• Foster, S.S., 2016-2017. Western Sustainable Agriculture Research Education, Professional Development Program Grant. $22,950.
  • Swanson, S., (30%) G. McCuin, S. Lewis, J. C. Cervantes, S. Foster, K. McAdoo, B. Perryman, B. Schultz, J. Griggs, J. Rogers, A. Smith, J. & R. Braate, S. Lossing, M. & R. Heguy, P. Novak, K. Dyer, and R. Jenkins. 2017-2020. Grazing Strategies for Range Quality Assurance. Western Sustainable Agriculture Research and Education (WSARE). $70,104. (Top rated proposal - rated 10/10)

Non-Grant Funds Received in Support of Programming (Total $18,000)

  1. $17,500 of in-kind contributions (seed, fertilizer, herbicide, equipment, land, etc...) from local farmers for the Soybean Production Test Plots.
  2. $500 sponsorship from Westway Feed Products for the Feedlot Management School,

Professional Presentations Non-Peer Reviewed

  • Foster, S., 2017. Turf and Ornamental Weed Control, Nevada Landscape Associations Annual Trade Show and conference, Reno, Nevada.
  • Foster, S., 2017. How to Make Your Pesticide Application Work, Washoe County's Green Industry Training Program. Reno, Nevada.

Statewide Trade Journal Articles

  • Foster, S., 2017. Considerations for Selecting Bulls, Sage Signals, January 2017.
  • Foster, S., 2017. Scours can be a Big Problem, Sage Signals, April 2017.
  • Foster, S., 2017. Should I Mix Young Bulls with Old Bulls, Sage Signals, May 2017.
  • Foster, S., 2017. How to Deal with Snake Bite, Sage Signals, July 2017.
  • Foster, S., 2017. Selenium Deficiency in Livestock, Sage Signal, August 2017.
  • Foster, S., 2017. Adding Value to Your Calves, Sage Signal, September 2017.
  • Foster, S., 2017. Cull Cow Market Outlook, Sage Signal, October 2017.
  • Foster, S., 2017. Vaccine Management Tips, Sage Signal, November 2017.
  • Foster, S., 2017. What to Plant this Year, Nevada Rancher Magazine, April 2017.

Research, Scholarly or Creative Effort in Progress

  • Foster, S., S. Swanson, B. Schultz, J. K. McAdoo, 2015, Nevada Youth Range Camp, Rangeland Plants: Plant Identification Guide, UNCE Special Publication (Submitted 2015, 2016 and 2017).
  • Foster, S., S. Pershing County Soybean Production Test Plots, 2017, UNCE Fact Sheet (in progress).
  • Foster, S., Nevada Youth Range Camp - Adaptive Rangeland Monitoring Curriculum, UNCE Special Publication (in progress).

Service Assignments and Other Professional Activities

University/College Service

  • Western Sustainable Research and Education, State Coordinator
  • UNCE Range Management Team
  • Western Sustainable Agriculture Research Education, Nevada State Coordinator

Regional Service

  • WBRC, Western Beef Resource Committee, University of Nevada Representative
  • Society for Range Management, NV Section- Web Master
  • USDA, Online Crop Weather Survey, Reporter

County Service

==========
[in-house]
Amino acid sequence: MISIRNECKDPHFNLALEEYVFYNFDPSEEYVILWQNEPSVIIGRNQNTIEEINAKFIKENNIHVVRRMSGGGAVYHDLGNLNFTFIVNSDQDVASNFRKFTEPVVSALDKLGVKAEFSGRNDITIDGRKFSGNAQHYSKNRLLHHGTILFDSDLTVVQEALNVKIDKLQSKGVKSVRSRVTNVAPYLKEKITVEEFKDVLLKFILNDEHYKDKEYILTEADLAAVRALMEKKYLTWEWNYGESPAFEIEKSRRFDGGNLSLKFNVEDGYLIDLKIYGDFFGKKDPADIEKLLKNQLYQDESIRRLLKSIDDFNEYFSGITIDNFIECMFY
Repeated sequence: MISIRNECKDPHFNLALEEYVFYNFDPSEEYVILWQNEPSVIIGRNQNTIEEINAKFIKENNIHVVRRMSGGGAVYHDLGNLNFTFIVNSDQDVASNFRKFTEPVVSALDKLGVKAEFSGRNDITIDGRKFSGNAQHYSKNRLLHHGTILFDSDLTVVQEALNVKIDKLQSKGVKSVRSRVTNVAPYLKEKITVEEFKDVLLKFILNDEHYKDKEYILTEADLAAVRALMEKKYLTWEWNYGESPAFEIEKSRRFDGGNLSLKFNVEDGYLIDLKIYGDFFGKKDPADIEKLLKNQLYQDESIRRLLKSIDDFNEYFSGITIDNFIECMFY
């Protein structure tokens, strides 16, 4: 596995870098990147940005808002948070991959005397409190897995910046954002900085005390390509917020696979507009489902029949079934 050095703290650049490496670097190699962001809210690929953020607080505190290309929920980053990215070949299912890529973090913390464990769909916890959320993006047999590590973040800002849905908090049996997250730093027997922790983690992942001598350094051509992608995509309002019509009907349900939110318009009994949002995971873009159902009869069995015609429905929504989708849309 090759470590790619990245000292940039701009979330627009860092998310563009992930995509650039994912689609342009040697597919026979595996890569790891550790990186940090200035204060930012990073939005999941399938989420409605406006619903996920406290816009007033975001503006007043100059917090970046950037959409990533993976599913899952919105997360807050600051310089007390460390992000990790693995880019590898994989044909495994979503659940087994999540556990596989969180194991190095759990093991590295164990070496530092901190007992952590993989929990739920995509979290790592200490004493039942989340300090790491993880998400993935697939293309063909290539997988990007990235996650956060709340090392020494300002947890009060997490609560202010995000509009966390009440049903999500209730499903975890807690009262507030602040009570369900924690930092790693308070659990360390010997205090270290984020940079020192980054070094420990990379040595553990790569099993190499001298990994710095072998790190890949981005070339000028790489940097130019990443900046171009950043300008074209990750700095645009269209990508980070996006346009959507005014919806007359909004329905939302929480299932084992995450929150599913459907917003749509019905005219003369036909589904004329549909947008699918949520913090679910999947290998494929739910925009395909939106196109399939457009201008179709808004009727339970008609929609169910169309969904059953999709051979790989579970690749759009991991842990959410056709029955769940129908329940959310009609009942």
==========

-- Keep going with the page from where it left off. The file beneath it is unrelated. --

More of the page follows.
• Pershing County Economic Diversity Association, Board of Directors
  • Big Meadows Conservation District, Board of Directors

Professional Association

  • National Association of County Agricultural Agents, State President
  • Society for Range Management
  • American Society of Agronomy, Certified Crop Advisor

In-Service Activities

  • World Ag Expo, Tulare, CA, February 2017
  • Soil Health Workshop, Cottonwood Ranch, Wells, NV, July 2017
  • WSARE State Coordinators Annual Summer Meeting, Tucson, AZ, July 2017
  • Western Alfalfa and Forage Symposium, November 2017
  • Society for Range Management Winter Meeting, Winnemucca, NV, November 2017

Administrative Assignments

In addition, I manage and direct the Pershing County Extension Office and its programs. Primary responsibilities include preparation, defense and management of an annual budget of $90,342.00 (11% increase from 2016 budget); serving as the liaison between the University and the County Commissioners; supervision and evaluation of one full-time and one half-time support staff; and administrative oversight of the 4-H youth development program. Office efficiency remains high with the help of Office Administrative Assistant Dixie McKay.

My Extension Office receives many questions about horticulture and home pests. I am responsible for addressing these horticultural inquires, both in person and through my weekly news articles. Office efficiency remains high with the help of office Administrative Assistant Dixie McKay.

Fiscal Summary

2017-18 Pershing County Extension Budget

Income/Expense Type Imcome/Expense Amount
Current Real Property Taxes $68,119.00
Current Personal Property Taxes $24,077.00
Total Income $92,196.00
Salary Expenses $56,543.00
Services & Supply Expenses $33,799.00
Total Expenses $90,342.00
Net Revenue/Expenses +$1,854.00

Submitted By

signature

Stephen S. Foster, Extension Educator, Associate Professor